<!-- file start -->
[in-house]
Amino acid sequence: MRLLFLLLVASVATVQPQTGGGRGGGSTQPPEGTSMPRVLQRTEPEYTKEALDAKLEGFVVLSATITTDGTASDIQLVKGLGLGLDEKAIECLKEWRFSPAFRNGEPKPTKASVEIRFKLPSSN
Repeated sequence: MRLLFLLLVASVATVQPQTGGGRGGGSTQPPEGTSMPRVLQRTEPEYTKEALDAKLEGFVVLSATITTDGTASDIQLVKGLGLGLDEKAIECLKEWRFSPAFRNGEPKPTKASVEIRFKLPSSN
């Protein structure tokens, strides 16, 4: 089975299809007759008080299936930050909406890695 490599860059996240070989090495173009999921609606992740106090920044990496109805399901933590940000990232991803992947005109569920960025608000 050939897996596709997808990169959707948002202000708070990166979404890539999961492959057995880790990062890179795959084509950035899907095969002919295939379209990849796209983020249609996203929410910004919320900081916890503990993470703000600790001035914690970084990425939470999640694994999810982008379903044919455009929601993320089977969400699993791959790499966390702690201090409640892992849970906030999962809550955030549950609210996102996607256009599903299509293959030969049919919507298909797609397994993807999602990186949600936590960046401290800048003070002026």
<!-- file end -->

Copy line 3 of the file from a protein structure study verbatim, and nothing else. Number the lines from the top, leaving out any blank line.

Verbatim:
Repeated sequence: MRLLFLLLVASVATVQPQTGGGRGGGSTQPPEGTSMPRVLQRTEPEYTKEALDAKLEGFVVLSATITTDGTASDIQLVKGLGLGLDEKAIECLKEWRFSPAFRNGEPKPTKASVEIRFKLPSSN